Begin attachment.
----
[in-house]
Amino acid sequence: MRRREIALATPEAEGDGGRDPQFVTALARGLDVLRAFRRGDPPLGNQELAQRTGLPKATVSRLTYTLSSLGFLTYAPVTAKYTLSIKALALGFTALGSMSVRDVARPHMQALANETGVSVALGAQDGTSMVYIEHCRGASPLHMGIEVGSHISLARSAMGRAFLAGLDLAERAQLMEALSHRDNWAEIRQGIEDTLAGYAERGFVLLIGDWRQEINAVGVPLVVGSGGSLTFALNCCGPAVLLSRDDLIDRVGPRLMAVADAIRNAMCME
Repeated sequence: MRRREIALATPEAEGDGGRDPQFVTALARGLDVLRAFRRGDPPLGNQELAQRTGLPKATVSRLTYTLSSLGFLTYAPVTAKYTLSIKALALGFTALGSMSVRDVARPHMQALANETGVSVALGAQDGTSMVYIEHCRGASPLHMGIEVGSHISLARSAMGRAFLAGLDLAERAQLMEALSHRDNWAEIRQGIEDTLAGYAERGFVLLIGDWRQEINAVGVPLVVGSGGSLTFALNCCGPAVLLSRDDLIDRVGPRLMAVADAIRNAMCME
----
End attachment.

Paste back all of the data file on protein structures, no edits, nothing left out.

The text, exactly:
[in-house]
Amino acid sequence: MRRREIALATPEAEGDGGRDPQFVTALARGLDVLRAFRRGDPPLGNQELAQRTGLPKATVSRLTYTLSSLGFLTYAPVTAKYTLSIKALALGFTALGSMSVRDVARPHMQALANETGVSVALGAQDGTSMVYIEHCRGASPLHMGIEVGSHISLARSAMGRAFLAGLDLAERAQLMEALSHRDNWAEIRQGIEDTLAGYAERGFVLLIGDWRQEINAVGVPLVVGSGGSLTFALNCCGPAVLLSRDDLIDRVGPRLMAVADAIRNAMCME
Repeated sequence: MRRREIALATPEAEGDGGRDPQFVTALARGLDVLRAFRRGDPPLGNQELAQRTGLPKATVSRLTYTLSSLGFLTYAPVTAKYTLSIKALALGFTALGSMSVRDVARPHMQALANETGVSVALGAQDGTSMVYIEHCRGASPLHMGIEVGSHISLARSAMGRAFLAGLDLAERAQLMEALSHRDNWAEIRQGIEDTLAGYAERGFVLLIGDWRQEINAVGVPLVVGSGGSLTFALNCCGPAVLLSRDDLIDRVGPRLMAVADAIRNAMCME